THE HARD MAN. Columbia Pictures, 1957. Guy Madison, Valerie French, Lorne Greene, Barry Atwater, Robert Burton, Rudy Bond, Trevor Bardette, Myron Healey. Director: George Sherman.

   The Hard Man begins with a gunfight. Lawman Steve Burden (Guy Madison) faces off against his friend, Ray Hendry (Myron Healey). Hendry is quick with his gun. But not quick enough. For Burden ends up killing Ray. So much for questioning him. As it turns out, there was some question as to whether Ray was truly guilty of murder or whether he had been set up. To find out, Burden travels to a small town where cattle baron Rice Martin (Lorne Greene) and his wife live out a tenuous romantic existence. Martin’s top dog in town and he’s sure to let everyone know it. But being a big shot doesn’t mean that his wife Fern (Valerie French) is beyond straying. In fact, nothing seems to set Martin into more of a rage than knowing his wife may be running around behind his back.

   Although the movie is most definitely a Western, there’s something very film noir about the whole affair. A movie nominally about a tough lawman, it really turns out to center around a femme fatale and her ability to skillfully manipulate the men in her life. Fern Martin plays all the menfolk against each other, weaving a devious little web of lies as the body count piles up. In tandem with the film noir plot, the movie also has numerous instances where some exceptionally hardboiled dialogue is employed. These scenes are thoroughly enjoyable, such as when Rice asks his wife why she sits in the dark like a cat, and she answers that it allows her to avoid seeing things she’s rather not see. Good stuff, indeed.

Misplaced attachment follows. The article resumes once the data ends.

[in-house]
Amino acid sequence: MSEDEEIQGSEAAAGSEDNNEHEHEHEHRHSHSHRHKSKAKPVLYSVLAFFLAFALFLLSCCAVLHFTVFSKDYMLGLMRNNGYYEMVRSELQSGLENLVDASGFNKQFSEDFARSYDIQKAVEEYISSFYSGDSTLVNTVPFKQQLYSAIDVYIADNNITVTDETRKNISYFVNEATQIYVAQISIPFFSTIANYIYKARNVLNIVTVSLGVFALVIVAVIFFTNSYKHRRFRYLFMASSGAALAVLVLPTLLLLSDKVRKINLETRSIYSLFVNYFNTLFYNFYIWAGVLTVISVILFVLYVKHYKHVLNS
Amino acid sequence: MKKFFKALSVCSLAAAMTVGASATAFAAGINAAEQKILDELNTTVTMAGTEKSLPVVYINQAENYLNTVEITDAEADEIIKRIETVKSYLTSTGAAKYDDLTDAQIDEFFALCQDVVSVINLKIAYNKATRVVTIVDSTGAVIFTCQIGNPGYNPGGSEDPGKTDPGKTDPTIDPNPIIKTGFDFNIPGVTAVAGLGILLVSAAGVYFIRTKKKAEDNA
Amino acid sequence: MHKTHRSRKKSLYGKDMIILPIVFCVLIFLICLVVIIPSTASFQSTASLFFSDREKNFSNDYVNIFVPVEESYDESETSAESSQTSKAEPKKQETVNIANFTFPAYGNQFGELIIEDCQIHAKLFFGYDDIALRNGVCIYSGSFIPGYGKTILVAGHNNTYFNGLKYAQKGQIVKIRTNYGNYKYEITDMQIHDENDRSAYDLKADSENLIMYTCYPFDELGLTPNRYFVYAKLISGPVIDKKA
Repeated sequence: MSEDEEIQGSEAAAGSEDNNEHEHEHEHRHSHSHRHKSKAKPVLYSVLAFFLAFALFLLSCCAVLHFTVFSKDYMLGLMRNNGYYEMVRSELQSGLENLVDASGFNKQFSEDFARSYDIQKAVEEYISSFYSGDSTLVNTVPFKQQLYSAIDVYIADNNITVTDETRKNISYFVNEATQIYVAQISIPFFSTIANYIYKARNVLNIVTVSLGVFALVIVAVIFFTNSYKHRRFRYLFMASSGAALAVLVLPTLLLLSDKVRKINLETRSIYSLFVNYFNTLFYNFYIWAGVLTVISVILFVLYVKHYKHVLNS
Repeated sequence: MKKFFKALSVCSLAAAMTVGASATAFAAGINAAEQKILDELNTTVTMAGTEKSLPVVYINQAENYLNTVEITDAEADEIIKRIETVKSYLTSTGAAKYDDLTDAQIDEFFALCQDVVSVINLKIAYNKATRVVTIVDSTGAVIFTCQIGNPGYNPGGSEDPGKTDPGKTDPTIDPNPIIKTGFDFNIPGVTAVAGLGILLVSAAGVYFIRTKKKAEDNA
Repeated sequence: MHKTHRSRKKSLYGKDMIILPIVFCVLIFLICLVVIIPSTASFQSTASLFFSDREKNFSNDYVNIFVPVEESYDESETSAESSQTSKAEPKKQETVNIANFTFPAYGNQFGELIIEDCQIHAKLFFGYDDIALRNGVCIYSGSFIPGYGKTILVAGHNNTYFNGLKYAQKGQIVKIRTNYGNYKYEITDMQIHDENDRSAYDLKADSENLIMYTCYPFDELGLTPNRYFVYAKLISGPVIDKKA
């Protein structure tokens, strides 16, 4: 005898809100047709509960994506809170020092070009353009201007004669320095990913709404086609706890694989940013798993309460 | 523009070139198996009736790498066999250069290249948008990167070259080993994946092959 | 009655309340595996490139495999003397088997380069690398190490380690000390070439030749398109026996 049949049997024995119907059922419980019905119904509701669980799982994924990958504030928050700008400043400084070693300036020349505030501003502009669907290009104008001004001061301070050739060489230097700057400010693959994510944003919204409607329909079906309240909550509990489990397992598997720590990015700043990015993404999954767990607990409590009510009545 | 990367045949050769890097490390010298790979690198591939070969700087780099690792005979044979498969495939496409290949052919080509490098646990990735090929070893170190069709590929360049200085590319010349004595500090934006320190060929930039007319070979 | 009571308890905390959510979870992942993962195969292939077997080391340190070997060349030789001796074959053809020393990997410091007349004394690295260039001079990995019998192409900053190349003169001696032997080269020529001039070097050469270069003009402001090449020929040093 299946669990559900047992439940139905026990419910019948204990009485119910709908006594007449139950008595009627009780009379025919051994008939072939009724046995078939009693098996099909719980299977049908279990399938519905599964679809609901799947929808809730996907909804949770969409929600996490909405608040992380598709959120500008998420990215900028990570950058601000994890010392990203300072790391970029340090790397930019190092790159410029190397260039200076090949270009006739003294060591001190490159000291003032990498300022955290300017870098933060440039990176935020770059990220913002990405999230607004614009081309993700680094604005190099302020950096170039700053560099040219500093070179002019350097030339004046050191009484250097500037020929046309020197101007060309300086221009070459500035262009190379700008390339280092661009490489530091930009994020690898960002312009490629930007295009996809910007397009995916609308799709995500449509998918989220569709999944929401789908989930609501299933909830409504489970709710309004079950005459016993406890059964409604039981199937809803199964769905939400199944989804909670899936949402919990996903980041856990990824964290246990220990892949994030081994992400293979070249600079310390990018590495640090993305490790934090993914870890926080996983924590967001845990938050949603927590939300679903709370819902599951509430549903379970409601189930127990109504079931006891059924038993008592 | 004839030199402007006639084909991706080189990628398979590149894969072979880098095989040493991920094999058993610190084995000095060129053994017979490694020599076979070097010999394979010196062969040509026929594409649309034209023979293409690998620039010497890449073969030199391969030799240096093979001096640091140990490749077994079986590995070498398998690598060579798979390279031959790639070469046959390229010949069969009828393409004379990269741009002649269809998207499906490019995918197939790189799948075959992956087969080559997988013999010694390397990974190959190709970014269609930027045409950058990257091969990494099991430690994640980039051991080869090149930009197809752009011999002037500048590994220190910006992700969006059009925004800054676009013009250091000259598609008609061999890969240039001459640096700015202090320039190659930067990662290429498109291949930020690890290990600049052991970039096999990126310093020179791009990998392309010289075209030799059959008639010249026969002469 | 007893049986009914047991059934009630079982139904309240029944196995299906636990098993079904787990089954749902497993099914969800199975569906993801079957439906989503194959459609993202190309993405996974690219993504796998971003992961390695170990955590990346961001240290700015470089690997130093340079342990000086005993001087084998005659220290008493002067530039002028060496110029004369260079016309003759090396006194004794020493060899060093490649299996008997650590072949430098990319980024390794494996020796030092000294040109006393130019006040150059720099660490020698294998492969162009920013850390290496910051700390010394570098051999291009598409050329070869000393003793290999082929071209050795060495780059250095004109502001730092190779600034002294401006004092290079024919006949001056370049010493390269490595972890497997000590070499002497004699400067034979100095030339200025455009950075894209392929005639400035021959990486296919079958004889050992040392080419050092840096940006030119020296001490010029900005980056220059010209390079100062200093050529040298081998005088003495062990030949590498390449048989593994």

Now, is The Hard Man a particularly good movie? Yes and no. It’s got some grating orchestral music for a score, and it has a decidedly studio lot feel to it. No wide vistas here. And Guy Madison, while talented, simply didn’t have the screen charisma of John Wayne, Randolph Scott, or James Stewart.

   And yet. If you go into The Hard Man expecting very little, you might find yourself pleasantly surprised. While an overall decidedly average motion picture, this Columbia Pictures release has several things going for it. Although Madison was the top-billed star, it’s really Lorne Greene and Rudy Bond who shine. Both basically steal every scene they are in. Many will primarily remember Greene as America’s favorite TV dad Ben Cartwright on Bonanza or as Adama on the original Battlestar Galactica. In The Hard Man, Greene gets to demonstrate his ability to play a villain with great skill. His physicality, combined with his distinct deep voice, makes for a thundering bravado performance.

   As for Rudy Bond, his portrayal of a hired gunslinger is utterly convincing and delightfully memorable. Bond also demonstrated similar traits in his portrayal of a murderous bank robber in Jacques Tourneur’s Nightfall (1957), released that same year. Rudy Bond double feature? Sounds good to me.